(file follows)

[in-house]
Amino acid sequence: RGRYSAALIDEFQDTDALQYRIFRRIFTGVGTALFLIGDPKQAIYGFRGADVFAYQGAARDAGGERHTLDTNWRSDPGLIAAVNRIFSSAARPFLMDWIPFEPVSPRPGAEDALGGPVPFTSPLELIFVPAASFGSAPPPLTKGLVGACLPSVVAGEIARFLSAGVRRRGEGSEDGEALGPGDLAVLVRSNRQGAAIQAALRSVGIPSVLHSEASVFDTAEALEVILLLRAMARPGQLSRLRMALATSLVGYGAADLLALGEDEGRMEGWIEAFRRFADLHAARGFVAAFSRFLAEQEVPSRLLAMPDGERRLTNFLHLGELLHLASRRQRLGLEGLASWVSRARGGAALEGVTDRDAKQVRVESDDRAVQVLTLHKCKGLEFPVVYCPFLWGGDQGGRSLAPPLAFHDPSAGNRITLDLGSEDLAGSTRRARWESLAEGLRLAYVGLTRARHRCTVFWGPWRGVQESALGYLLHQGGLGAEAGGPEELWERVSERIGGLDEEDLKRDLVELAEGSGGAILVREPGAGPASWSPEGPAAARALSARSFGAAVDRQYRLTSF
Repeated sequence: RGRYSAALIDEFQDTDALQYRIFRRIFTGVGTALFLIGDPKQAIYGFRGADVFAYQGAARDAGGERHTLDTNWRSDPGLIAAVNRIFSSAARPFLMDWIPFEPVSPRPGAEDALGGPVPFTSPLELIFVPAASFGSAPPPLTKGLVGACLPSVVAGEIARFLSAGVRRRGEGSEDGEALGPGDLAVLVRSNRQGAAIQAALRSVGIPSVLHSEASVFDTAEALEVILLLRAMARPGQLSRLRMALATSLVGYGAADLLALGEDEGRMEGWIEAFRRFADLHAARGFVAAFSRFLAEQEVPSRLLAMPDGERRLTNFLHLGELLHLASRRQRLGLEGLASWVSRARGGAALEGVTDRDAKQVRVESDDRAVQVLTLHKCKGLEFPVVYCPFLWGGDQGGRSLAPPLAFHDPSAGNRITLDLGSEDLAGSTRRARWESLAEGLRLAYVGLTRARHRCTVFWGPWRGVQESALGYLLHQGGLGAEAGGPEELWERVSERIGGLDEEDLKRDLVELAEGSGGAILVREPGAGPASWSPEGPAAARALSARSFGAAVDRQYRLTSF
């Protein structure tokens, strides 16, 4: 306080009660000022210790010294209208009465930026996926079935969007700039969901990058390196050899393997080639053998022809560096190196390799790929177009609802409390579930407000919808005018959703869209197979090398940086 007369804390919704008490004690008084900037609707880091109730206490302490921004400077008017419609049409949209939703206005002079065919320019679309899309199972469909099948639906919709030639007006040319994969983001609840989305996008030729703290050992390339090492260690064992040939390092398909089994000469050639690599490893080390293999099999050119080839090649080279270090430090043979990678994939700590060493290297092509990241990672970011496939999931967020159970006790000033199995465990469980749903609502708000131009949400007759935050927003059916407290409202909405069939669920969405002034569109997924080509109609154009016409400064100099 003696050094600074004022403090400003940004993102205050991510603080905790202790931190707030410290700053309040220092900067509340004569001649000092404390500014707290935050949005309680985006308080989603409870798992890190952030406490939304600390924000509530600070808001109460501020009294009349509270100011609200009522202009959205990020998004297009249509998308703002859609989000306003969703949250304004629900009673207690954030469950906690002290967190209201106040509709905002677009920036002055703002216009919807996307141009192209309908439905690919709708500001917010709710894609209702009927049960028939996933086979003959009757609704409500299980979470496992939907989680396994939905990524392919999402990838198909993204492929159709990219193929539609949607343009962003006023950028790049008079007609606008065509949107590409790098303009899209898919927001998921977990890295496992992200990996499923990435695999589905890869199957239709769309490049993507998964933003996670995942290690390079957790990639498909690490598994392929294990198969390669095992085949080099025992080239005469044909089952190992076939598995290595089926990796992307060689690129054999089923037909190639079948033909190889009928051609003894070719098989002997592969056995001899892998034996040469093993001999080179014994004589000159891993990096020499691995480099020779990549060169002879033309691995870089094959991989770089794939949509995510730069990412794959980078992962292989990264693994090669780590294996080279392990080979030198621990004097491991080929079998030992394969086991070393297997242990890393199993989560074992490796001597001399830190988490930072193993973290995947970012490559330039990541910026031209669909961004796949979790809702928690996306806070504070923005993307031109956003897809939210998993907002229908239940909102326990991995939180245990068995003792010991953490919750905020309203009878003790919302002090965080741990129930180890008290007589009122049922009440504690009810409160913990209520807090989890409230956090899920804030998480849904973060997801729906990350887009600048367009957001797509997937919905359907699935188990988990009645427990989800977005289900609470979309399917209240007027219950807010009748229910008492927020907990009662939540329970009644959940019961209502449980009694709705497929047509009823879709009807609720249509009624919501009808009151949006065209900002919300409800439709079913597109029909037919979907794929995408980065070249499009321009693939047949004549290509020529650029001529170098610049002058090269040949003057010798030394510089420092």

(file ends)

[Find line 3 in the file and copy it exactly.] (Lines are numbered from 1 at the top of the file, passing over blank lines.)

Repeated sequence: RGRYSAALIDEFQDTDALQYRIFRRIFTGVGTALFLIGDPKQAIYGFRGADVFAYQGAARDAGGERHTLDTNWRSDPGLIAAVNRIFSSAARPFLMDWIPFEPVSPRPGAEDALGGPVPFTSPLELIFVPAASFGSAPPPLTKGLVGACLPSVVAGEIARFLSAGVRRRGEGSEDGEALGPGDLAVLVRSNRQGAAIQAALRSVGIPSVLHSEASVFDTAEALEVILLLRAMARPGQLSRLRMALATSLVGYGAADLLALGEDEGRMEGWIEAFRRFADLHAARGFVAAFSRFLAEQEVPSRLLAMPDGERRLTNFLHLGELLHLASRRQRLGLEGLASWVSRARGGAALEGVTDRDAKQVRVESDDRAVQVLTLHKCKGLEFPVVYCPFLWGGDQGGRSLAPPLAFHDPSAGNRITLDLGSEDLAGSTRRARWESLAEGLRLAYVGLTRARHRCTVFWGPWRGVQESALGYLLHQGGLGAEAGGPEELWERVSERIGGLDEEDLKRDLVELAEGSGGAILVREPGAGPASWSPEGPAAARALSARSFGAAVDRQYRLTSF